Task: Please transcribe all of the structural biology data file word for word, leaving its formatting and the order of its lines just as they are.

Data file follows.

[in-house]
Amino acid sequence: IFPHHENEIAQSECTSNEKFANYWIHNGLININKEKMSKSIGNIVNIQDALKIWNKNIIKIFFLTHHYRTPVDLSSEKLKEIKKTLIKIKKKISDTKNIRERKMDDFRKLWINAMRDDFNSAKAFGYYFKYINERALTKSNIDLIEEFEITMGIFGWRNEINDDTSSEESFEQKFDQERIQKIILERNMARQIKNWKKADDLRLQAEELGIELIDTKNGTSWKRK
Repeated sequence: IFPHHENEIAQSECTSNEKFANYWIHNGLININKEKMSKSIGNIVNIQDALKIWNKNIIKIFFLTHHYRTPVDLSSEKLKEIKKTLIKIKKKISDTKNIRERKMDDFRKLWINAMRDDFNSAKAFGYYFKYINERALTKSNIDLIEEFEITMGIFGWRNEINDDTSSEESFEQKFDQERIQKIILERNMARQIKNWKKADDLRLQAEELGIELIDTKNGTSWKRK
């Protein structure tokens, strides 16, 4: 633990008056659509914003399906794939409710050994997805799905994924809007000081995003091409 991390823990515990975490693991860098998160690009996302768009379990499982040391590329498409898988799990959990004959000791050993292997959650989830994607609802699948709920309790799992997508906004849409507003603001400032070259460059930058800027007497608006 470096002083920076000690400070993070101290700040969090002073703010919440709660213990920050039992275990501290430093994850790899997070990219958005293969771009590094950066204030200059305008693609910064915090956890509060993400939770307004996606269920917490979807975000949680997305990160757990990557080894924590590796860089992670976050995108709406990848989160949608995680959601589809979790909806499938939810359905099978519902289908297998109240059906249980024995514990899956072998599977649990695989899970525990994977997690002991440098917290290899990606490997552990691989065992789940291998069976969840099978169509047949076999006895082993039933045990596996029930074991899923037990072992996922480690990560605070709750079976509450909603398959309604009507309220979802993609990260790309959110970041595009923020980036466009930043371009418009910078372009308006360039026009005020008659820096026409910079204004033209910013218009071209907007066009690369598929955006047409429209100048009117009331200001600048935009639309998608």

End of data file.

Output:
[in-house]
Amino acid sequence: IFPHHENEIAQSECTSNEKFANYWIHNGLININKEKMSKSIGNIVNIQDALKIWNKNIIKIFFLTHHYRTPVDLSSEKLKEIKKTLIKIKKKISDTKNIRERKMDDFRKLWINAMRDDFNSAKAFGYYFKYINERALTKSNIDLIEEFEITMGIFGWRNEINDDTSSEESFEQKFDQERIQKIILERNMARQIKNWKKADDLRLQAEELGIELIDTKNGTSWKRK
Repeated sequence: IFPHHENEIAQSECTSNEKFANYWIHNGLININKEKMSKSIGNIVNIQDALKIWNKNIIKIFFLTHHYRTPVDLSSEKLKEIKKTLIKIKKKISDTKNIRERKMDDFRKLWINAMRDDFNSAKAFGYYFKYINERALTKSNIDLIEEFEITMGIFGWRNEINDDTSSEESFEQKFDQERIQKIILERNMARQIKNWKKADDLRLQAEELGIELIDTKNGTSWKRK
């Protein structure tokens, strides 16, 4: 633990008056659509914003399906794939409710050994997805799905994924809007000081995003091409 991390823990515990975490693991860098998160690009996302768009379990499982040391590329498409898988799990959990004959000791050993292997959650989830994607609802699948709920309790799992997508906004849409507003603001400032070259460059930058800027007497608006 470096002083920076000690400070993070101290700040969090002073703010919440709660213990920050039992275990501290430093994850790899997070990219958005293969771009590094950066204030200059305008693609910064915090956890509060993400939770307004996606269920917490979807975000949680997305990160757990990557080894924590590796860089992670976050995108709406990848989160949608995680959601589809979790909806499938939810359905099978519902289908297998109240059906249980024995514990899956072998599977649990695989899970525990994977997690002991440098917290290899990606490997552990691989065992789940291998069976969840099978169509047949076999006895082993039933045990596996029930074991899923037990072992996922480690990560605070709750079976509450909603398959309604009507309220979802993609990260790309959110970041595009923020980036466009930043371009418009910078372009308006360039026009005020008659820096026409910079204004033209910013218009071209907007066009690369598929955006047409429209100048009117009331200001600048935009639309998608």